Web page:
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  • Author: Leon Aron
  • Publication Date: 05-2014
  • Content Type: Working Paper
  • Institution: American Enterprise Institute for Public Policy Research
  • Abstract: Vladimir Putin is exploiting the Ukrainian revolution-specifically, by manufacturing "crises" in Crimea and eastern Ukraine and nationalist euphoria and anti-Western paranoia at home-to fashion a more repressive and increasingly unpredictable Russian dictatorship for life. With the Russian economy heading for recession, the Putin regime's popularity largely depends on Russia's foreign policy successes, which Putin hopes to achieve by humiliating, destabilizing, and eventually derailing Ukraine; by cajoling the West into rejecting sanctions against Russia; and by fueling Russian patriotism. The West should, in an effort spearheaded by the United States, aim its sanctions at increasing the costs of the regime's malignant transformation rather than simply attempting to dissuade Moscow from further action in eastern Ukraine.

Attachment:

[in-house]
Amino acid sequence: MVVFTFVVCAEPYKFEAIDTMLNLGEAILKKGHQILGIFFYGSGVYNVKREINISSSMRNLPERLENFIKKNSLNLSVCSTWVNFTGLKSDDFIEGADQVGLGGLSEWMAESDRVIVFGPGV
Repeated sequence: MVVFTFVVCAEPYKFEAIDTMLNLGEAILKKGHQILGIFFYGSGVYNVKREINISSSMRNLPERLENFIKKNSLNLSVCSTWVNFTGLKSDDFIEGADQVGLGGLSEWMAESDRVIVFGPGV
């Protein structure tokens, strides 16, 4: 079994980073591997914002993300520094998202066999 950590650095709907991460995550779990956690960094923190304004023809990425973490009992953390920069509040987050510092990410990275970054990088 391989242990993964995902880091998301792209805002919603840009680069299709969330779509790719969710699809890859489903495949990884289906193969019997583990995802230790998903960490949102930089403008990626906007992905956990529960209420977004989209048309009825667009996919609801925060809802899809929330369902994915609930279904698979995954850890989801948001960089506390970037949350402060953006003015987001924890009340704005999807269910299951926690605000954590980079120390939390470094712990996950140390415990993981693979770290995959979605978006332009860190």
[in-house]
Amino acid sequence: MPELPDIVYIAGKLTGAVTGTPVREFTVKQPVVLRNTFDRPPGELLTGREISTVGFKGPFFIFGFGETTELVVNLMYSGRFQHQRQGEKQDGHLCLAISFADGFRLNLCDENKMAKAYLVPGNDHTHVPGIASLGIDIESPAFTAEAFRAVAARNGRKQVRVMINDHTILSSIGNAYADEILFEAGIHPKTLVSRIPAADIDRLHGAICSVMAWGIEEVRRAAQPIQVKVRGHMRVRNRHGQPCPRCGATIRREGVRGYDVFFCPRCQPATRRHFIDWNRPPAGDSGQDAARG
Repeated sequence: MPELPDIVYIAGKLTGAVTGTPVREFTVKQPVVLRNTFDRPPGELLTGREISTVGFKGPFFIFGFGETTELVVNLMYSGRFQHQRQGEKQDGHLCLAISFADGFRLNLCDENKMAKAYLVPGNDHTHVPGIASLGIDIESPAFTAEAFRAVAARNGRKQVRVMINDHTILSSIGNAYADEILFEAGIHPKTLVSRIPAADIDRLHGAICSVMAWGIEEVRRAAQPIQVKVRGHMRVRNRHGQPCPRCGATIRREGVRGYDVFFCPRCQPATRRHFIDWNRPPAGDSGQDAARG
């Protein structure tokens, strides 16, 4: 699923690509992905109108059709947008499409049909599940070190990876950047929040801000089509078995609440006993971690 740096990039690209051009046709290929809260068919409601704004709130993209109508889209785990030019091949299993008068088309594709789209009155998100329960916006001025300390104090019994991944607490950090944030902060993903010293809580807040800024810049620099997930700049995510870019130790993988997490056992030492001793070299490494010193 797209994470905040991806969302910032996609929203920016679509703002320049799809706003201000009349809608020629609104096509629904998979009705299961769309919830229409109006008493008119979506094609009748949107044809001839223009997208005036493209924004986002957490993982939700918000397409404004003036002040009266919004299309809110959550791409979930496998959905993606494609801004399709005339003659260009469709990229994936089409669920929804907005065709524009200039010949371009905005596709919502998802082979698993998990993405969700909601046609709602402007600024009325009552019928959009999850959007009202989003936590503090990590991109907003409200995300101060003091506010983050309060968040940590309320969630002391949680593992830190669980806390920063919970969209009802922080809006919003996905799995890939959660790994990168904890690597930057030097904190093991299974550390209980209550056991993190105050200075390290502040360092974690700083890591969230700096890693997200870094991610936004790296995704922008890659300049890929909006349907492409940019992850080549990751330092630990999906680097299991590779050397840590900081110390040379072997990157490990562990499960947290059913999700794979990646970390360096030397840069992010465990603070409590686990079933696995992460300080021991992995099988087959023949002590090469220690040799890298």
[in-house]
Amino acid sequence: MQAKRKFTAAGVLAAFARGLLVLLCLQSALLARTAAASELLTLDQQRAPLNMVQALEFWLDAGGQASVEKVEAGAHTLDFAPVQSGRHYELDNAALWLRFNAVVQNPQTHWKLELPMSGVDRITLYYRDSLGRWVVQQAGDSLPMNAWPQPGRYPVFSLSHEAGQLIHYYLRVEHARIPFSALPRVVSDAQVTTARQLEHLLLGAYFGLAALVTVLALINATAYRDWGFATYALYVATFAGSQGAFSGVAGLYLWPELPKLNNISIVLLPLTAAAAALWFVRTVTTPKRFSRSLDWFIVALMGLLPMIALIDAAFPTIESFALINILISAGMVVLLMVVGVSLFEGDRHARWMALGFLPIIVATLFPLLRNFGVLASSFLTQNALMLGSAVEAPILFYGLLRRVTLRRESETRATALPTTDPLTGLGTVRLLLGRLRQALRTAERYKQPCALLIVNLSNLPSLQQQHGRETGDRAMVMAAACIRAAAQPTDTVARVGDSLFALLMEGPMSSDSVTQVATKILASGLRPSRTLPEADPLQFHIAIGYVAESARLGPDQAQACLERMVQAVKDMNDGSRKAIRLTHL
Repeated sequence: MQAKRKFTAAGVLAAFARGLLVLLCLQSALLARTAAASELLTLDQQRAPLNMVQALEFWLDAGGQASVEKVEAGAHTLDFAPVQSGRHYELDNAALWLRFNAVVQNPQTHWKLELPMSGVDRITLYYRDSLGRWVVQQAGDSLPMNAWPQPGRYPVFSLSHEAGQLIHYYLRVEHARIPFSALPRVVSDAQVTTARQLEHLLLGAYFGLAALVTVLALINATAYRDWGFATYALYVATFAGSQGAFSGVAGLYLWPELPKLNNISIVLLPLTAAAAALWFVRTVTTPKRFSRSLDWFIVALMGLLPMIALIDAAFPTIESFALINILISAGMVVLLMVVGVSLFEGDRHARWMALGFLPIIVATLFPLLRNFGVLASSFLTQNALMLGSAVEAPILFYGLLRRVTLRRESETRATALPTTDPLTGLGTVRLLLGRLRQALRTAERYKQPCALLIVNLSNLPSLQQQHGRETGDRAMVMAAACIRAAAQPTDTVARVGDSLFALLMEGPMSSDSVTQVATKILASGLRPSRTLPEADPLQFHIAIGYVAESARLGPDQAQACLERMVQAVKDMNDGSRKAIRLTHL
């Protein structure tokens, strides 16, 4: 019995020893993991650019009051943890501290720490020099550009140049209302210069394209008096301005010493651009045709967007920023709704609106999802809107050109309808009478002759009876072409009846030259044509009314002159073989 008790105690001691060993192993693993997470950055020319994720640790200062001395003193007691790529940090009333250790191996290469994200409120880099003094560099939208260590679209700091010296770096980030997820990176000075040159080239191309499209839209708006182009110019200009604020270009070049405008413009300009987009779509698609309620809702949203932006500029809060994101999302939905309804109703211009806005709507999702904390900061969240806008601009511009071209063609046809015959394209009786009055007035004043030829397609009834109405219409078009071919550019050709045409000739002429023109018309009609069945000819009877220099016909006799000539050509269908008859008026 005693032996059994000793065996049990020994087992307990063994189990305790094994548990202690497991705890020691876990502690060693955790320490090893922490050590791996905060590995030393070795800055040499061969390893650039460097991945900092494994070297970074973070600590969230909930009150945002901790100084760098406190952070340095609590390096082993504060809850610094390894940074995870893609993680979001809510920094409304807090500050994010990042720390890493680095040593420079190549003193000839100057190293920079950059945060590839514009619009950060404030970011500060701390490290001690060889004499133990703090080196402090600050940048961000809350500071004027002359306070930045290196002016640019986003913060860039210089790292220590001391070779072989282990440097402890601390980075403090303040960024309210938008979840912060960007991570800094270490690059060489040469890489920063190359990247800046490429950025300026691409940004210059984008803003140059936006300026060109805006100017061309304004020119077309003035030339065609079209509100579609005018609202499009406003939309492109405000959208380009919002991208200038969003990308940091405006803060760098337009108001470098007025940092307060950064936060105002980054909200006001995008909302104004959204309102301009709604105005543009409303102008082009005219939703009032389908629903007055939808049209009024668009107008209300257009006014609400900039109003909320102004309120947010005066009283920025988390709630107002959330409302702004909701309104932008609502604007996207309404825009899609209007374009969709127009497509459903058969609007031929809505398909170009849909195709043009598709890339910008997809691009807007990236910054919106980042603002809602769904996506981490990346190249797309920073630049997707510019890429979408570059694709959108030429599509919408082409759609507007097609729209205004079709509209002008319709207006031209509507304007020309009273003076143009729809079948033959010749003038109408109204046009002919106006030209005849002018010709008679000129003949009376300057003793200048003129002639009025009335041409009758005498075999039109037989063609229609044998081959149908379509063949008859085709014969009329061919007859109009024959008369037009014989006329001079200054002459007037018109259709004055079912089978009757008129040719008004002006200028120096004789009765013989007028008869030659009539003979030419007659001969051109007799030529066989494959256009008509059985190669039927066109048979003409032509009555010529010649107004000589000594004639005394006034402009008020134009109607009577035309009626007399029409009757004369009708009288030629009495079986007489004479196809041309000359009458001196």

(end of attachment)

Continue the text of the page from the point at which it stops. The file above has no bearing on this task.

• Topic: International Law, Sovereignty, Territorial Disputes, Governance
  • Political Geography: Russia, United States, Ukraine
  • Author: Roger F. Noriega, José R. Cárdenas
  • Publication Date: 07-2014
  • Content Type: Working Paper
  • Institution: American Enterprise Institute for Public Policy Research